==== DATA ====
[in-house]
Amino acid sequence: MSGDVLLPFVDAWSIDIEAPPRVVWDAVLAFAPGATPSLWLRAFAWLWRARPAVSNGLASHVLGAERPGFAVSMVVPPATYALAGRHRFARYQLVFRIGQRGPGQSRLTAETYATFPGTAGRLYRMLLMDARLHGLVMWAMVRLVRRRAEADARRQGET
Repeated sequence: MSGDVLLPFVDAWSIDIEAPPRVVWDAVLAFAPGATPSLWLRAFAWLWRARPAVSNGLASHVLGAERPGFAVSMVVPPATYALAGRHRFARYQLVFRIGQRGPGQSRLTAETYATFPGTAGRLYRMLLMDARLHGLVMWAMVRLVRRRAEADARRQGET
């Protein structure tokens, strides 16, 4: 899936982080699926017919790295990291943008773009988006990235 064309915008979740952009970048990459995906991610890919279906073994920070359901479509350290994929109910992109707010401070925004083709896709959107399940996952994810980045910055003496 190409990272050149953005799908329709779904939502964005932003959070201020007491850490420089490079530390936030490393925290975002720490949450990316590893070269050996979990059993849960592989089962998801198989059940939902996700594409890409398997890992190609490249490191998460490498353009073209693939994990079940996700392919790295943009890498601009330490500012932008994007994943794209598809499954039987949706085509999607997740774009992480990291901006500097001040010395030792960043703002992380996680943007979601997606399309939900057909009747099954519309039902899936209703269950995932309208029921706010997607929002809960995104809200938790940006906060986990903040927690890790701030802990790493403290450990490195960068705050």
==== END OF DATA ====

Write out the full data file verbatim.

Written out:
[in-house]
Amino acid sequence: MSGDVLLPFVDAWSIDIEAPPRVVWDAVLAFAPGATPSLWLRAFAWLWRARPAVSNGLASHVLGAERPGFAVSMVVPPATYALAGRHRFARYQLVFRIGQRGPGQSRLTAETYATFPGTAGRLYRMLLMDARLHGLVMWAMVRLVRRRAEADARRQGET
Repeated sequence: MSGDVLLPFVDAWSIDIEAPPRVVWDAVLAFAPGATPSLWLRAFAWLWRARPAVSNGLASHVLGAERPGFAVSMVVPPATYALAGRHRFARYQLVFRIGQRGPGQSRLTAETYATFPGTAGRLYRMLLMDARLHGLVMWAMVRLVRRRAEADARRQGET
């Protein structure tokens, strides 16, 4: 899936982080699926017919790295990291943008773009988006990235 064309915008979740952009970048990459995906991610890919279906073994920070359901479509350290994929109910992109707010401070925004083709896709959107399940996952994810980045910055003496 190409990272050149953005799908329709779904939502964005932003959070201020007491850490420089490079530390936030490393925290975002720490949450990316590893070269050996979990059993849960592989089962998801198989059940939902996700594409890409398997890992190609490249490191998460490498353009073209693939994990079940996700392919790295943009890498601009330490500012932008994007994943794209598809499954039987949706085509999607997740774009992480990291901006500097001040010395030792960043703002992380996680943007979601997606399309939900057909009747099954519309039902899936209703269950995932309208029921706010997607929002809960995104809200938790940006906060986990903040927690890790701030802990790493403290450990490195960068705050």